Blog on the Run: Reloaded

Wednesday, February 26, 2003 9:47 am

If you can’t be good, at least be entertaining

Filed under: Fun — Lex @ 9:47 am

As a favor to a friend, I’ve recently spent a great deal of time judging a state high-school press association’s annual journalism contest. (This is part of the reason I haven’t blogged much lately.) Most of what I read was painfully sincere and dreary, but since it wasn’t written for me (I left high school in 1978), I didn’t hold that against the contestants, judging instead more or less strictly according to the enclosed criteria.

However, I did come across two papers at which at least some staffers appeared at least as intent on having fun as on padding their college applications.

One included the following note on its masthead (not the place on the front page where the paper’s name appears, as people often think, but the box on the editorial page that lists senior staffers, editorial policy, contact info and so on). It starts in deceptively standard fashion, but …

Notice: [Paper name] is the official student newspaper of [school]. Opinions expressed in the paper do not necessarily reflect those of the school, faculty, sponsor, or even the people who wrote them. The rules of free speech are ignored when invoked by student publications, but [paper name] has been known to “bend” these rules when the appropriate situation arises. Letters to the editor are encouraged. Letters to the editor can be any length, including 117 words, and may be written about any topic you choose. [Paper name] reserves the right to edit letters for grammar, length, slander, spelling, and just for the fun of it.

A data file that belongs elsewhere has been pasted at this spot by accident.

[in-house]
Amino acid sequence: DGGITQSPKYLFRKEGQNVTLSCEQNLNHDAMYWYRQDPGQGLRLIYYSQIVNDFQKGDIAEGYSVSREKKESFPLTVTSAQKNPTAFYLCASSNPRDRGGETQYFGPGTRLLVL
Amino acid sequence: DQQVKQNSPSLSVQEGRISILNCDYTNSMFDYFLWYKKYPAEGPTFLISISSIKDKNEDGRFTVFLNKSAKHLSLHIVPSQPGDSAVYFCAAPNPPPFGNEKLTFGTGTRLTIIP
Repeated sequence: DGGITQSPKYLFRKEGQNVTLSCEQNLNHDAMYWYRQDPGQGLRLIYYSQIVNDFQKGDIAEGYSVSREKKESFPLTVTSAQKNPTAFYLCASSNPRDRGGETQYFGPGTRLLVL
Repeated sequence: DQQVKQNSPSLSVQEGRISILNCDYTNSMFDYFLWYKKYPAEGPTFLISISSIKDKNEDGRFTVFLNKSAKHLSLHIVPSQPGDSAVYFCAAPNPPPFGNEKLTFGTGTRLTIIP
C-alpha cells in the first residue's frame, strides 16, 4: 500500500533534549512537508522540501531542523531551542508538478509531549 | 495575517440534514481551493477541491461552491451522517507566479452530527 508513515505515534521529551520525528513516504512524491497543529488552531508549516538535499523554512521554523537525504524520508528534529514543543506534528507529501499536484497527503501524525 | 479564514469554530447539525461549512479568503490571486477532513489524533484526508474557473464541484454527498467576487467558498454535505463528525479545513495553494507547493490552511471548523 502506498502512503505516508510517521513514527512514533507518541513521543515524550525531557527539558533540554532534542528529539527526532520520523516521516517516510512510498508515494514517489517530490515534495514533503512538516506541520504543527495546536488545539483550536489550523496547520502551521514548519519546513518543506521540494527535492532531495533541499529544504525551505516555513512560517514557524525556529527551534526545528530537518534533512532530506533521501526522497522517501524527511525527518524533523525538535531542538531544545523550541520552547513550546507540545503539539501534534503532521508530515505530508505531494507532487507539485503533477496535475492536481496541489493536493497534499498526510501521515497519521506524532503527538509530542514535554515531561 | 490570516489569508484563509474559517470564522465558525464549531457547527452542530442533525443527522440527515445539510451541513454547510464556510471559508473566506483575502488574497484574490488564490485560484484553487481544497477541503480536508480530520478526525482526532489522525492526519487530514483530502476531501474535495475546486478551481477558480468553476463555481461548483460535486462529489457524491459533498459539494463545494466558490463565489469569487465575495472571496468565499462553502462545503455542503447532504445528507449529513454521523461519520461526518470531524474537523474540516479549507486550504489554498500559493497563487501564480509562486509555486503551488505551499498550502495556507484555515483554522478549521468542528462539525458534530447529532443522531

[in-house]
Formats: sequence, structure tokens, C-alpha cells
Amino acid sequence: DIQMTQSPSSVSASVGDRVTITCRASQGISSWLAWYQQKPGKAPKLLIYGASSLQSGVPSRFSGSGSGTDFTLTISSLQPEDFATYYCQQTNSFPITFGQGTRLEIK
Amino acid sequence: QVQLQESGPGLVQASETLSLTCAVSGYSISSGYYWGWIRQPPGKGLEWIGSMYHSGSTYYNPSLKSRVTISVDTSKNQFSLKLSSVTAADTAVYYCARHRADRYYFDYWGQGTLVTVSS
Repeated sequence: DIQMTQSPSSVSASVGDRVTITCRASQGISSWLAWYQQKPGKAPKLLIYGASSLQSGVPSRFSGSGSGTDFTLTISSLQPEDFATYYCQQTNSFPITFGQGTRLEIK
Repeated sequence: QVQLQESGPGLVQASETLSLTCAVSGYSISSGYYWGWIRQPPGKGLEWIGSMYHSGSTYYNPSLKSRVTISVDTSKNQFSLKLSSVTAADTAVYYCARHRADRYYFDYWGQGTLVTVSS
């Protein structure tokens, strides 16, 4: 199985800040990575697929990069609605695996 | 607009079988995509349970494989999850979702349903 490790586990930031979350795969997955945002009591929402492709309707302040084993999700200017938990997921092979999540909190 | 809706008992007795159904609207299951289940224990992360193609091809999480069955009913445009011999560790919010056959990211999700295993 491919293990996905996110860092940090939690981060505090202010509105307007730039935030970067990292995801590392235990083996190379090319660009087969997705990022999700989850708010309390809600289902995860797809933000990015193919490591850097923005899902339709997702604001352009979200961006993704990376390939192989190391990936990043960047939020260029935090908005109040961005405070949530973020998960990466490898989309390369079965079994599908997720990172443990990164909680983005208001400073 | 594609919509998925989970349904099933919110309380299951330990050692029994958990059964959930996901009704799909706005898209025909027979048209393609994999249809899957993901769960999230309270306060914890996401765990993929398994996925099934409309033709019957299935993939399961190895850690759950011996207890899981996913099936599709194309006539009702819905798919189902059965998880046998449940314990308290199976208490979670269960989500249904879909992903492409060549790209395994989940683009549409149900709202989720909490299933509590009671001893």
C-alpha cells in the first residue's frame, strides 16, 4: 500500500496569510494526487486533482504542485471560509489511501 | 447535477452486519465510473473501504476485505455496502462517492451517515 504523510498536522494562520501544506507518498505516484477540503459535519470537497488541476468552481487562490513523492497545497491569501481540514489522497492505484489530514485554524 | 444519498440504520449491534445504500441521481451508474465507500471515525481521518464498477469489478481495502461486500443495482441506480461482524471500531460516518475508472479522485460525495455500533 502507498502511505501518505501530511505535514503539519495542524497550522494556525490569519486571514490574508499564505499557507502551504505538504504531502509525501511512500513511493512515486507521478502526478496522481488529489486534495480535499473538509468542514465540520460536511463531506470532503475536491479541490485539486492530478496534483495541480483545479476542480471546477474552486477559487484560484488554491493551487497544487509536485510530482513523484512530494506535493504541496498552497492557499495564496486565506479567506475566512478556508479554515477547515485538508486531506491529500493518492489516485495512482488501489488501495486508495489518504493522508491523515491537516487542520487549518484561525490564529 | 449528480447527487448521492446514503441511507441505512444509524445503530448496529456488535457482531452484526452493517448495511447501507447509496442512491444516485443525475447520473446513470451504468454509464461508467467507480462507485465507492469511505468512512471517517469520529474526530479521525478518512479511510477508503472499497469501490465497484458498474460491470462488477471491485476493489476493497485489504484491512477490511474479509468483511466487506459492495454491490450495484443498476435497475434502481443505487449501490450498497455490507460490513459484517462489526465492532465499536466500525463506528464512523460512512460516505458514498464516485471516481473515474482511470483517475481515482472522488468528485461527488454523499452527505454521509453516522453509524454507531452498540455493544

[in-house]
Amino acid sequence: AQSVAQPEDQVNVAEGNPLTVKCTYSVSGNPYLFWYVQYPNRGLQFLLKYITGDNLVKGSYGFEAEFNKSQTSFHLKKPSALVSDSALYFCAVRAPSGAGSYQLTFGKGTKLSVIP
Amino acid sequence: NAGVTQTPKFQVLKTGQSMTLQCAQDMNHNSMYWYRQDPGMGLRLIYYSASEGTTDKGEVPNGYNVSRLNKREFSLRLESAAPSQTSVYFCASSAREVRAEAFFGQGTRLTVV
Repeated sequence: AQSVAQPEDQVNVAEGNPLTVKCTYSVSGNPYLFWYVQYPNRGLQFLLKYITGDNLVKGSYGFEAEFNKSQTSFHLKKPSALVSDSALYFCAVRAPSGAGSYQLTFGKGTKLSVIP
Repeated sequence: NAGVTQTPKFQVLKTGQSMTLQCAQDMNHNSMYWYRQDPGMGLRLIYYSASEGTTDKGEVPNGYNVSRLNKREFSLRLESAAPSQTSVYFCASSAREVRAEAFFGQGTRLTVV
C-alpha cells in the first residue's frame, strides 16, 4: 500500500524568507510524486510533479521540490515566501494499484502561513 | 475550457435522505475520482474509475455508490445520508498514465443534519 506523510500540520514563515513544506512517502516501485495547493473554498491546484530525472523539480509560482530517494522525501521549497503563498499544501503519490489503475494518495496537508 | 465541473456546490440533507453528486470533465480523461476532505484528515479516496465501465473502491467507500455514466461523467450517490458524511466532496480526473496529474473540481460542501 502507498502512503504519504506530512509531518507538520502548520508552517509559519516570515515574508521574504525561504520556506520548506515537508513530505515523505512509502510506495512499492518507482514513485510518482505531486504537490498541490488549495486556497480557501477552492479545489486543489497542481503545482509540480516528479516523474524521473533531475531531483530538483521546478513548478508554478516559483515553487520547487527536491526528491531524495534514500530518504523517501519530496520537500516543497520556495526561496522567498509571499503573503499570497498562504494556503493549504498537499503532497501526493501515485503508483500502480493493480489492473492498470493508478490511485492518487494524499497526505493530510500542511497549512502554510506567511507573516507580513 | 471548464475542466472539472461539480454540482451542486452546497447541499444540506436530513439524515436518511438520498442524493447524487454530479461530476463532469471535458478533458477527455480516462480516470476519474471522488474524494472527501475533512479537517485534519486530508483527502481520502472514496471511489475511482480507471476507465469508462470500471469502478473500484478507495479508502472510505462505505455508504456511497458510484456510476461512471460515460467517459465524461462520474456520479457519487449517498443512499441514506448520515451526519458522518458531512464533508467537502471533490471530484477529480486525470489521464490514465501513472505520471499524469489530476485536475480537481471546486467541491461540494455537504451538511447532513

One thing I wonder about is the significance of a letter to the editor of precisely 117 words. An inside joke? A number that is a multiple of 13? A randomly selected number that sounds funny because it doesn’t end in a zero? Who knows? It just sounds funny.

The other thing that tickled me, and gave me hope for the future of the newspaper industry, was a photo package in a different newspaper that purported to show some of the more interesting or unusual cars belonging to students. At the bottom of the package was an empty, white rectangle bordered in a thin, black rule, accompanied by this cutline (caption): “This is where a photo of [student name]’s [vehicle description] would appear. However, it was unavailable to be photographed due to ownership complications.”

Man. I bet you could write a half-decent film script about the “ownership complications.”

Monday, February 24, 2003 9:45 pm

Now it’s official. But is this good news or bad news?

Filed under: Fun — Lex @ 9:45 pm

How evil are you?

Sunday, February 23, 2003 9:24 pm

Hi. Remember me?

Filed under: Housekeeping — Lex @ 9:24 pm

This has been The Week of Sick Alexanders, including but not limited to my emergency root canal Thursday morning. So blogging has been minimal and might stay that way another coupla days while I try to get caught up on various responsibilities. So bear with me. More fresh blogging goodness coming just as soon as I can make it happen.

Wednesday, February 19, 2003 7:19 pm

If he’d gone to prison we wouldn’t be having this problem

Filed under: Weird — Lex @ 7:19 pm

It seems the publisher of the Montgomery (Md.) Journal is making a flaming horse’s ass of himself, which wouldn’t be so bad except that he has thrown a bunch of people out of work and ruined a once-fairly-decent local paper in the process. Folks, don’t let this happen to your community newspaper.

(Thanks to The Last Page for the link.)

Thursday, February 13, 2003 11:21 pm

From the mouths of airbags …

Filed under: Quote Of The Day — Lex @ 11:21 pm